Source: EIN Presswire news
For more than 25 years, manufacturers of technology featuring high-gain amplifiers—including high-quality microphones, piezoelectric sensors and X-ray security scanners—have trusted Ohmcraft’s expertise in developing ultra-low current noise surface mount resistors. These resistors provide better resolution and accuracy of the amplified outputs, enabling higher performance of the end products.
In audio recording applications, high-gain amplifiers boost the volume of the input that can be detected by a microphone before causing feedback, resulting in higher sound quality.
For manufacturers of piezoelectric sensors—which measure changes in pressure, acceleration, temperature, strain or force by converting them to an electrical charge—Ohmcraft’s low noise and ultra-high resistance resistors are key to the operation of their products, since piezoelectric sensors are very small and their circuits are extremely sensitive to noise.
X-ray security scanners also require these low-noise resistors. During an image scan, weak signals are detected and amplified. To ensure the best possible output images—which are critical to the detection of prohibited items—it is essential to reduce noise that can interfere with the quality of outputs.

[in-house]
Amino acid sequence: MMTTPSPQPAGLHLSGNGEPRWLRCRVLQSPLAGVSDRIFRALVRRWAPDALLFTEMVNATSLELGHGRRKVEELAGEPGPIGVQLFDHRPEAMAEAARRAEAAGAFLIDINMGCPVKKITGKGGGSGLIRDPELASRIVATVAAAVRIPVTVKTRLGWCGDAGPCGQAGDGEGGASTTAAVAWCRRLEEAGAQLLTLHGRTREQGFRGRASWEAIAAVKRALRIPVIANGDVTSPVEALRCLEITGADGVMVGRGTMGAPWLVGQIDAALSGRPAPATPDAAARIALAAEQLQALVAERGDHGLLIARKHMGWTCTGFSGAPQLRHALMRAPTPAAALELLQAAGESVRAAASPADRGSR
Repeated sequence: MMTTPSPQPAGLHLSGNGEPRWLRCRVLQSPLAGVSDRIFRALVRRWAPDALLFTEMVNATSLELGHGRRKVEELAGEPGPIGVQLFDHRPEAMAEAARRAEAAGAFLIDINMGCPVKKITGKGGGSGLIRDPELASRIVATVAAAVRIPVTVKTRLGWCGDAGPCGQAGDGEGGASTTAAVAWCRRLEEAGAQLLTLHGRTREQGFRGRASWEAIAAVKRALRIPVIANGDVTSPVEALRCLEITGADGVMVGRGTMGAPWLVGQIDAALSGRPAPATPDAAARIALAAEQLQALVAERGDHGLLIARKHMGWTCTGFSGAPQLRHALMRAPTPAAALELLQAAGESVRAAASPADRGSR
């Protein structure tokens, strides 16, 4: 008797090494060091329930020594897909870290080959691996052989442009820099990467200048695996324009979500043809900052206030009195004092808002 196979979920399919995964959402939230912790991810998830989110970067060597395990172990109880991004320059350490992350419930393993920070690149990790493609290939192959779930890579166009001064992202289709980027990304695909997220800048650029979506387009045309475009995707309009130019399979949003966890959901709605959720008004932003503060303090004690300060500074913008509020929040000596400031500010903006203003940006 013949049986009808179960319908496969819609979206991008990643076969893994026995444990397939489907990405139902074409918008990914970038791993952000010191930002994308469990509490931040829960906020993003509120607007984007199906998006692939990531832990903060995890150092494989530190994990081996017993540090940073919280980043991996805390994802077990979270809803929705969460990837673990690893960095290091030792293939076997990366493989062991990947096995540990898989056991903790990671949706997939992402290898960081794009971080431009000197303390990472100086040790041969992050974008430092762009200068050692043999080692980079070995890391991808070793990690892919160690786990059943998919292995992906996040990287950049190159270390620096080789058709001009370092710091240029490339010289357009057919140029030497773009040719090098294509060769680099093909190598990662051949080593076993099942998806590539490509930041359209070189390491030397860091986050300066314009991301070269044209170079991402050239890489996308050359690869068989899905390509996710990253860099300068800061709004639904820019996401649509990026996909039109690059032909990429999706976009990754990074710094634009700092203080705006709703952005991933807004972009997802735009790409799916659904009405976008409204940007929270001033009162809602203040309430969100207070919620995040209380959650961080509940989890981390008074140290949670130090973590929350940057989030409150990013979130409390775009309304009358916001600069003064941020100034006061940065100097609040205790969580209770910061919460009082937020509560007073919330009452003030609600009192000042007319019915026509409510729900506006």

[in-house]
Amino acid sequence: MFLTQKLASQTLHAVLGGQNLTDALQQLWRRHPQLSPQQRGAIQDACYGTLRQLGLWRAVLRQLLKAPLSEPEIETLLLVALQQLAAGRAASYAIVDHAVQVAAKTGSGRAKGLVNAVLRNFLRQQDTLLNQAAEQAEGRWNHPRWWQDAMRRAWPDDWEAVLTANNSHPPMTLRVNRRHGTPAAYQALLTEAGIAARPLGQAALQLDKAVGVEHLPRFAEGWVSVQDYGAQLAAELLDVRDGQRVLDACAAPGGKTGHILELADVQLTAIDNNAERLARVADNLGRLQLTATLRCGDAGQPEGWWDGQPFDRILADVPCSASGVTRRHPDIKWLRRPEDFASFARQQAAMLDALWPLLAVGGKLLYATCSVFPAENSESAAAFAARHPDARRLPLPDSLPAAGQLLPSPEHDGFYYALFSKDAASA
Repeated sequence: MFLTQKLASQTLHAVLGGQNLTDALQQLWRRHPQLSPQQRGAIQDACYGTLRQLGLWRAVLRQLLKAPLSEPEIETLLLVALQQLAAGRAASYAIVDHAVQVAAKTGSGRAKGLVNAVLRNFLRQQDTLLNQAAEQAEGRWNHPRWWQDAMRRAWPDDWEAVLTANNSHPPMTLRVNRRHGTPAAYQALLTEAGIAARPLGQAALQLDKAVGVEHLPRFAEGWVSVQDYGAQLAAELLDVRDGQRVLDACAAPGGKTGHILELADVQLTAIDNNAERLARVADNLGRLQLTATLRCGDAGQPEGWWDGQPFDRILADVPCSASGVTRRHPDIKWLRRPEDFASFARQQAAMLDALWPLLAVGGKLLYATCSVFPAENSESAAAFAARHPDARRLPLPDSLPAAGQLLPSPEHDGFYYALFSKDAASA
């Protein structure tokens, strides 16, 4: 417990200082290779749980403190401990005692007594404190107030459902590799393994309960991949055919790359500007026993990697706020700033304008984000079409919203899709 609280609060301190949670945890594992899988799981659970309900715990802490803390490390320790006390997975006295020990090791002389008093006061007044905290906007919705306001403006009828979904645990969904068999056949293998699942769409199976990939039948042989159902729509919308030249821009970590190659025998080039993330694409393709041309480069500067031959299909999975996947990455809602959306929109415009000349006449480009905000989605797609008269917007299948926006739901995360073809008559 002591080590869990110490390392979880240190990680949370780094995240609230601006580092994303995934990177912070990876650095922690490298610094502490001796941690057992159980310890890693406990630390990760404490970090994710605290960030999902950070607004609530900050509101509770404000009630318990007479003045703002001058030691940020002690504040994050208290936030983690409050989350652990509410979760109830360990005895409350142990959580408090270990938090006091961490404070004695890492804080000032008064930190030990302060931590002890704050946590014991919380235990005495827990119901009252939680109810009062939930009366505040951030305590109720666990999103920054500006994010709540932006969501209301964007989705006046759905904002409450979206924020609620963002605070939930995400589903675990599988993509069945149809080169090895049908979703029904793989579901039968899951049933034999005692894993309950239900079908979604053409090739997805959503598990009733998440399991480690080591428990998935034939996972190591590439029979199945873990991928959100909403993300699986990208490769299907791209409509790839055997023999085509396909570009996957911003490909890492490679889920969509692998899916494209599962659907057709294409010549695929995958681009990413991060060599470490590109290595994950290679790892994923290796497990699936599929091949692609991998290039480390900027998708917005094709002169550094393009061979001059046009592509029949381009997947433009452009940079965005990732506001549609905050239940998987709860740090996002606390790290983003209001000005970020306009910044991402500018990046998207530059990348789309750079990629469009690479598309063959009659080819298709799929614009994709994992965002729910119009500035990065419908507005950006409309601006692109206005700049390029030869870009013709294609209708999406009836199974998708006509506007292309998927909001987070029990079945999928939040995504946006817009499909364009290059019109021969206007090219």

“Typically, this type of resistor is screen printed, so they’re not as smooth or precise. At Ohmcraft, our unique micropenning technology enables us to manufacture ultra-low noise precision resistors in very high ohmic values—and small form factors,” said Eric Van Wormer, Vice President of the Ohmcraft division of Micropen Technologies.
Ohmcraft’s proprietary Micropen electric printing system can print precise, narrow, serpentine lines with resistive ink on a ceramic substrate, producing higher performance resistors over a wider range of values on a smaller surface area than is possible with conventional film resistor technology. For example, Ohmcraft offers a 50-Giga-ohm 0202 (0.020” x 0.020”) surface-mount chip resistor that is utilized in shock and vibration sensors.